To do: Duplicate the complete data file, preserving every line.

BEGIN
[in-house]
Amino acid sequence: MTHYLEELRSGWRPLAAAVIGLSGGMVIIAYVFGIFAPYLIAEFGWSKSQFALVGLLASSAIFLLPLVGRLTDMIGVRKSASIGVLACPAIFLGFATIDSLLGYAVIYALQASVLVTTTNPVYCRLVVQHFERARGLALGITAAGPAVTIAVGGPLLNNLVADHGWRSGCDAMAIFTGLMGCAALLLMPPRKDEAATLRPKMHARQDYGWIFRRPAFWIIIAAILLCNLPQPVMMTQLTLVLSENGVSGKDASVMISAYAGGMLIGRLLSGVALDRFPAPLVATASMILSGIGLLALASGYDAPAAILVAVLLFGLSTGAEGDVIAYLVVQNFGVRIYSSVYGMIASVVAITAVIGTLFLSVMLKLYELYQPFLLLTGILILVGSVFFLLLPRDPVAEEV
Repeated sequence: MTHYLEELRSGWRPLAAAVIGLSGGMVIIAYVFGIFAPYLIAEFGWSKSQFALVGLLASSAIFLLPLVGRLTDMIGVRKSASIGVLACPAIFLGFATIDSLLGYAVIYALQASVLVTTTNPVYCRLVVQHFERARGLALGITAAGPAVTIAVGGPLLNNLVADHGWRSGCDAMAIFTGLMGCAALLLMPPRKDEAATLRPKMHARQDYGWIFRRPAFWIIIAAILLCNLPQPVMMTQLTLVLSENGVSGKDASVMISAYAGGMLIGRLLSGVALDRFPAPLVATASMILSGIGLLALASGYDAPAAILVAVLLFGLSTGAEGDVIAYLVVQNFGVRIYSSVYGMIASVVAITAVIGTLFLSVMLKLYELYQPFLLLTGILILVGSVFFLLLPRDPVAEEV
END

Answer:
[in-house]
Amino acid sequence: MTHYLEELRSGWRPLAAAVIGLSGGMVIIAYVFGIFAPYLIAEFGWSKSQFALVGLLASSAIFLLPLVGRLTDMIGVRKSASIGVLACPAIFLGFATIDSLLGYAVIYALQASVLVTTTNPVYCRLVVQHFERARGLALGITAAGPAVTIAVGGPLLNNLVADHGWRSGCDAMAIFTGLMGCAALLLMPPRKDEAATLRPKMHARQDYGWIFRRPAFWIIIAAILLCNLPQPVMMTQLTLVLSENGVSGKDASVMISAYAGGMLIGRLLSGVALDRFPAPLVATASMILSGIGLLALASGYDAPAAILVAVLLFGLSTGAEGDVIAYLVVQNFGVRIYSSVYGMIASVVAITAVIGTLFLSVMLKLYELYQPFLLLTGILILVGSVFFLLLPRDPVAEEV
Repeated sequence: MTHYLEELRSGWRPLAAAVIGLSGGMVIIAYVFGIFAPYLIAEFGWSKSQFALVGLLASSAIFLLPLVGRLTDMIGVRKSASIGVLACPAIFLGFATIDSLLGYAVIYALQASVLVTTTNPVYCRLVVQHFERARGLALGITAAGPAVTIAVGGPLLNNLVADHGWRSGCDAMAIFTGLMGCAALLLMPPRKDEAATLRPKMHARQDYGWIFRRPAFWIIIAAILLCNLPQPVMMTQLTLVLSENGVSGKDASVMISAYAGGMLIGRLLSGVALDRFPAPLVATASMILSGIGLLALASGYDAPAAILVAVLLFGLSTGAEGDVIAYLVVQNFGVRIYSSVYGMIASVVAITAVIGTLFLSVMLKLYELYQPFLLLTGILILVGSVFFLLLPRDPVAEEV